What college students need to know about ATSs

The technical basics of how computers read your resume.

Published by
Marc Cenedella on Tuesday, May 4, 2021

Marc Cenedella

Marc Cenedella is a nationally recognized thought leader on careers, resume writing, job search, career management and recruiting, Marc is frequently sought out by national media organizations for his expert commentary on employment, resumes, the job search and the job market.

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As head of Leet Resumes and Ladders, I’ve researched resumes and ATSs over the past 20 years, written Amazon Careers #1 Bestsellers on resume writing, and helped millions of professionals improve their resumes. Here are my best suggestions for what college students need to know about Applicant Tracking Systems (ATSs) based on our experience, research, and our recent interviews with the CEOs of the top ATS vendors.

An ATS is an Applicant Tracking System. That’s the software that companies use to keep track of all their applications, interviews, job offers and ongoing negotiations while they are recruiting. When you apply, this is where your resume and cover letter begin their journey through a company’s hiring system. You only need to be aware of a few tips and tricks when applying through ATSs, which I’ve shared below.

Keep it simple - time and again, the CEOs of the ATS providers advised that you should keep your resume simple. I know you’re trying to stand out from all the other college seniors, but a unique resume format is not the right way to get attention. Rather, a simple format is most likely to be read correctly by ATSs, which means it’s the most likely way for you to get your information into the hands of recruiters and HR departments.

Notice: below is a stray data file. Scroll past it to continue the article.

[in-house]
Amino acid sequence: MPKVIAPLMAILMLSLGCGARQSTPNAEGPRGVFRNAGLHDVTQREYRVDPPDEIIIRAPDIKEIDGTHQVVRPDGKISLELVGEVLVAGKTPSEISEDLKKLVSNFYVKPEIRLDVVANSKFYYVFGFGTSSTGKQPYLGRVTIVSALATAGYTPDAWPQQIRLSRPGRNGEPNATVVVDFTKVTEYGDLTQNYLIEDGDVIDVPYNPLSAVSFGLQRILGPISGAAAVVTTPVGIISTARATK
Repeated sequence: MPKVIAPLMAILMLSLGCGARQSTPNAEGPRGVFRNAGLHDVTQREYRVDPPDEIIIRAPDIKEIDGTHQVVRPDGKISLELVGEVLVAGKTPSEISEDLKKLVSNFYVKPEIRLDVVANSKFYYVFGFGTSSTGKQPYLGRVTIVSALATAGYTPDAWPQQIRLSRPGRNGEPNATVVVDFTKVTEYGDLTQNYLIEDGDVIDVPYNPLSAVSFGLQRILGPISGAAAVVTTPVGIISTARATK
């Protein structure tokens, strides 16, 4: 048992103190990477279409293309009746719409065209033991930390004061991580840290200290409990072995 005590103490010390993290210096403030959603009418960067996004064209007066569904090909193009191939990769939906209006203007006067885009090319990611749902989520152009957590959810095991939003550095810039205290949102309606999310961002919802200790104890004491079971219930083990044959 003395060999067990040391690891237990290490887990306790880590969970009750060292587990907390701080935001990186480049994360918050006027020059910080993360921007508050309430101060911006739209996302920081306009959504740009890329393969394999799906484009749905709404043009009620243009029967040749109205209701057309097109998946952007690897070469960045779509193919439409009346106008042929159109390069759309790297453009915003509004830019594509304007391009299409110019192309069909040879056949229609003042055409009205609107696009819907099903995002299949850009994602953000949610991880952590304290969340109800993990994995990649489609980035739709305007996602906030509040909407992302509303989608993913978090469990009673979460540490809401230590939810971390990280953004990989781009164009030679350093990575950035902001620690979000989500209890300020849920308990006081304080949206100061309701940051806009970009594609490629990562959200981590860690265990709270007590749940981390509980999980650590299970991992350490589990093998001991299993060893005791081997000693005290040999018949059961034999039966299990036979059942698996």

So the best simple format is: a single-column resume, that doesn’t rely on graphics to communicate important data, that’s written in a reasonable size font, and doesn’t use tables, boxes, or other special formatting structures. I’ll provide more detail below.

Don’t start with a pre-existing template. Microsoft Word and online sites offer a wide range of resume templates for you to choose from. But please don’t use these templates. Too often, they have been modified over the years from different versions of software and have hidden formatting, or outdated file types, that can cause your resume problems in the future.

Instead, always use a fresh, clean new document, and handle the formatting yourself. A good resume does not need a lot of fancy or advanced formatting, so, again, keep it simple.

Use the default fonts, either Arial or Times New Roman are best. I spent a ridiculous amount of time choosing my font in college - I settled on Palatino. Now that I know more about how resumes really work, I really wish I hadn’t wasn't that time. Nobody who reads resumes for a living cares about your font choice, so save yourself the aggravation.